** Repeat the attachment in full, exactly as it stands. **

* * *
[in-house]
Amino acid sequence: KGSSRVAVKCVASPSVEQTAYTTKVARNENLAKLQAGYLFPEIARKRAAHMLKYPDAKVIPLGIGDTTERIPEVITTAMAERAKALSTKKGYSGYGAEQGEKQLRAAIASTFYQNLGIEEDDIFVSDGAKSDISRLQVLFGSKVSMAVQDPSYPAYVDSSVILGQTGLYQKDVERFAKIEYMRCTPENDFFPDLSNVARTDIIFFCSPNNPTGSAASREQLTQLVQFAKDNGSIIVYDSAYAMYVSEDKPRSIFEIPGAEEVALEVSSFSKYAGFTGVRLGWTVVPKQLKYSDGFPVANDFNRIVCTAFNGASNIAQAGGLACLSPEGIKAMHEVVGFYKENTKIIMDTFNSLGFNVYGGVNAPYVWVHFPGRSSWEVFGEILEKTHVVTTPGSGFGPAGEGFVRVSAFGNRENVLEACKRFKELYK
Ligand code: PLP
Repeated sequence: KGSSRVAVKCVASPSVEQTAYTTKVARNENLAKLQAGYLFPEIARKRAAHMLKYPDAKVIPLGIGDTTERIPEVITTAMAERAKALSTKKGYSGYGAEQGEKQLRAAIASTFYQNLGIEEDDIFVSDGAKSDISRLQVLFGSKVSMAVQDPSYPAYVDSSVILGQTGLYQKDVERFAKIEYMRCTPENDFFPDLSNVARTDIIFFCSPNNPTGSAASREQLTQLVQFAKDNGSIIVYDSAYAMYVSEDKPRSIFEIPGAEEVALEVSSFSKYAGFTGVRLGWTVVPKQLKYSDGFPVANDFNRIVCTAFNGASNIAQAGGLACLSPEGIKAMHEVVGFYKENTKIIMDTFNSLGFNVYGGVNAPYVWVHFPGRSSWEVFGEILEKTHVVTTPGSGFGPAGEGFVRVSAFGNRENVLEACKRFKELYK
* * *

[in-house]
Amino acid sequence: KGSSRVAVKCVASPSVEQTAYTTKVARNENLAKLQAGYLFPEIARKRAAHMLKYPDAKVIPLGIGDTTERIPEVITTAMAERAKALSTKKGYSGYGAEQGEKQLRAAIASTFYQNLGIEEDDIFVSDGAKSDISRLQVLFGSKVSMAVQDPSYPAYVDSSVILGQTGLYQKDVERFAKIEYMRCTPENDFFPDLSNVARTDIIFFCSPNNPTGSAASREQLTQLVQFAKDNGSIIVYDSAYAMYVSEDKPRSIFEIPGAEEVALEVSSFSKYAGFTGVRLGWTVVPKQLKYSDGFPVANDFNRIVCTAFNGASNIAQAGGLACLSPEGIKAMHEVVGFYKENTKIIMDTFNSLGFNVYGGVNAPYVWVHFPGRSSWEVFGEILEKTHVVTTPGSGFGPAGEGFVRVSAFGNRENVLEACKRFKELYK
Ligand code: PLP
Repeated sequence: KGSSRVAVKCVASPSVEQTAYTTKVARNENLAKLQAGYLFPEIARKRAAHMLKYPDAKVIPLGIGDTTERIPEVITTAMAERAKALSTKKGYSGYGAEQGEKQLRAAIASTFYQNLGIEEDDIFVSDGAKSDISRLQVLFGSKVSMAVQDPSYPAYVDSSVILGQTGLYQKDVERFAKIEYMRCTPENDFFPDLSNVARTDIIFFCSPNNPTGSAASREQLTQLVQFAKDNGSIIVYDSAYAMYVSEDKPRSIFEIPGAEEVALEVSSFSKYAGFTGVRLGWTVVPKQLKYSDGFPVANDFNRIVCTAFNGASNIAQAGGLACLSPEGIKAMHEVVGFYKENTKIIMDTFNSLGFNVYGGVNAPYVWVHFPGRSSWEVFGEILEKTHVVTTPGSGFGPAGEGFVRVSAFGNRENVLEACKRFKELYK